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  1. #1
    Join Date
    Jun. 4, 2007
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    New Jersey
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    285

    Default Alfalfa Hay - Making Horse Wild?

    My horse has been a little wild recently. I think its a combination of factors including limited turnout because of the mud, spring fever, and being over the indoor. However, he also just started getting some Alfalfa Hay. Not all alfalfa but some mixed in with his regular hay. My question is - could this be a contributing factor to all his energy? TIA



  2. #2
    Join Date
    Jan. 8, 2004
    Location
    IN
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    2,604

    Default

    No.



  3. #3
    Join Date
    Aug. 12, 2009
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    1,806

    Default

    absolutely yes!



  4. #4
    Join Date
    Aug. 11, 2006
    Location
    Maryland
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    133

    Default could be

    Every horse reacts differently to diet changes, I certainly wouldn't dismiss it out of hand and say "no." My current easy-going and sensible gelding turned into a fire-breathing dragon when he was getting 2 flakes of clover hay a day. My old mare had the exact same reaction to a flake of alfalfa a day. She also went ballastic on cocosoya oil. As soon as the offending substance was removed from their diet, they were completely back to normal in 2-3 days.

    It does sound like it could be a combination of things with your horse, but it's certainly an easy experiment to try - take him off the alfalfa for a few days and see if he's any better.



  5. #5
    Join Date
    Dec. 13, 1999
    Location
    Greensboro, NC
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    37,136

    Default

    WILL it? Not necessarily.

    CAN it? Absolutely.

    Easy to check - take it away for a week or two or until you see positive changes, then put it back.
    ______________________________
    The CoTH CYA - please consult w/your veterinarian under any and all circumstances. - ET



  6. #6
    Join Date
    Jul. 17, 2009
    Location
    south eastern US
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    2,534

    Default

    I would lay bets that his excitability has more to do with his limited turnout than with the alfalfa...however I've heard that some horses get "hot" on it. I've never seen it any of my horses. They are more likely to be affected by limited turnout.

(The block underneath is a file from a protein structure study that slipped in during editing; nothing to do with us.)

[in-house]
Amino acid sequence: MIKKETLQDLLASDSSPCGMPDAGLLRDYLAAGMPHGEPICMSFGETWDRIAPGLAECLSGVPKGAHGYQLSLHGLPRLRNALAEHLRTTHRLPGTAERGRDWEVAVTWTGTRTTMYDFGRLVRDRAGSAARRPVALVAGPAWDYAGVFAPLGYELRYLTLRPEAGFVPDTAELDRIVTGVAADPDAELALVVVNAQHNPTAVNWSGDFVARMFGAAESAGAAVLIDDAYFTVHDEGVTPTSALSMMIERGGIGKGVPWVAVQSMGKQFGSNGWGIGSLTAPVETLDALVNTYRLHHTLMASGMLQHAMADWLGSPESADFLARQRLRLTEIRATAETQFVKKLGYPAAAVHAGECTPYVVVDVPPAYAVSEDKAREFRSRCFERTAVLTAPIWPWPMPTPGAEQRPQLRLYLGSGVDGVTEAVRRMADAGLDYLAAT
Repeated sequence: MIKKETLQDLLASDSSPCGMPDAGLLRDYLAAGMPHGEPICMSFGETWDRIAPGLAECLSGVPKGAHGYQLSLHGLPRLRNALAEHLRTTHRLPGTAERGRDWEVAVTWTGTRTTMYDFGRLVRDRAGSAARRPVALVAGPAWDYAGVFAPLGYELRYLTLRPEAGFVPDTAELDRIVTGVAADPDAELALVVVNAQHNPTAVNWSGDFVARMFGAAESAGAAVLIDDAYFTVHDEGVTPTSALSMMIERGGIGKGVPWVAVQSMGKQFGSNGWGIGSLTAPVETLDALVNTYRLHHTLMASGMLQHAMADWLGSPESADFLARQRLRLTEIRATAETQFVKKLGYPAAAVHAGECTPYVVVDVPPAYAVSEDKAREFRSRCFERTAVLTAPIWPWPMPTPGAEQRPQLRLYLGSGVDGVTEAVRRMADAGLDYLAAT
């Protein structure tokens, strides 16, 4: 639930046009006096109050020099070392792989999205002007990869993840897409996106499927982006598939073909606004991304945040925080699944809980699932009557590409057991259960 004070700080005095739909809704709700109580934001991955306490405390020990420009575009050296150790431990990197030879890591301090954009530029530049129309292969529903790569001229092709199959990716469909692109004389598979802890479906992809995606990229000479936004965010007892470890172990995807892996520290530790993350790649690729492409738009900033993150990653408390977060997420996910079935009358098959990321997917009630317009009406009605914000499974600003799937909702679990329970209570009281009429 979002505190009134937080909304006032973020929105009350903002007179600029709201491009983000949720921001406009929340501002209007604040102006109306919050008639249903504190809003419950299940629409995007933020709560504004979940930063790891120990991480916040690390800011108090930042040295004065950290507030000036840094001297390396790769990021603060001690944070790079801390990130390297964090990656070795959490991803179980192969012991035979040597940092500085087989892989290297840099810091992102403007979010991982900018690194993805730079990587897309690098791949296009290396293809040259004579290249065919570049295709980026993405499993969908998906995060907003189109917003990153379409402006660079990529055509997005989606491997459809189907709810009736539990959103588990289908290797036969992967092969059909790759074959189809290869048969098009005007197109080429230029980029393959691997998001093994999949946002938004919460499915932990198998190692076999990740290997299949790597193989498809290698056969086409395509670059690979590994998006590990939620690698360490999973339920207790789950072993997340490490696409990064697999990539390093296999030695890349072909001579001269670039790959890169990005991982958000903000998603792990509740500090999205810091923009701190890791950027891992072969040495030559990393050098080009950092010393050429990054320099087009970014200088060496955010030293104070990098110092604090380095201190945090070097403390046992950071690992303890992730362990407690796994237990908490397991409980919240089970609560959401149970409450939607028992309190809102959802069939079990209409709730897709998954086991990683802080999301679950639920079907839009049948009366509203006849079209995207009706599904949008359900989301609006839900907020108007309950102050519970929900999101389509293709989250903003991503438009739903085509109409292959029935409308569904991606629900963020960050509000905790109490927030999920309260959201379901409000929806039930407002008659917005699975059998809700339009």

"My biggest fear is that when I die my husband is going to try to sell all my horses and tack for what I told him they cost."



  7. #7
    Join Date
    Jan. 31, 2003
    Posts
    18,472

    Default

    Quote Originally Posted by JB View Post
    WILL it? Not necessarily.

    CAN it? Absolutely.

    Easy to check - take it away for a week or two or until you see positive changes, then put it back.
    Ditto on this.

    Alfalfa is very calorie dense. If he is now getting more calories than he needs, he may have some extra to burn. Whee hee! That can be fixed usually w/more work.

    Horses can also have allergic type sensitivities to just about anything, including alfalfa. So he could be sensitive to it which may cause him to act, well, spastic.

    Figuring out what is up is easy enough, like JB said, pull him off it for a week or so and see what happens. It will not tell you WHICH problem it is but it will tell you if it a problem at all.
    "Kindness is free" ~ Eurofoal
    ---
    The CoTH CYA - please consult w/your veterinarian under any and all circumstances.



  8. #8
    Join Date
    Aug. 25, 2007
    Posts
    10,991

    Default

    Probably not.

    From your description it's likely just "equine cabin fever."

    Of course you could just switch to a non-alfalfa hay and see what happens.

    G.



  9. #9
    Join Date
    Oct. 12, 2004
    Location
    new york
    Posts
    190

    Default

    yes. Will not feed my horse alfalfa after she lost her mind on it



  10. #10
    Join Date
    Aug. 18, 2003
    Location
    Brenham, TX
    Posts
    5,251

    Default

    Maybe. I have one mare that is a total froot loop on alfalfa. Others I own are just fine with it.

    Limited turnout could be the major culprit.

    Try taking him off alfalfa for a few days or a week. If he calms down, then you know the alfalfa was contributing to the problem. If he is still wild, then it's not the alfalfa.
    Triple J Ranch Sporthorses
    www.triplejsporthorse.com
    Member - OMGiH I LOFF my mare(s) clique



  11. #11
    Join Date
    Jan. 16, 2002
    Location
    West Coast of Michigan
    Posts
    36,321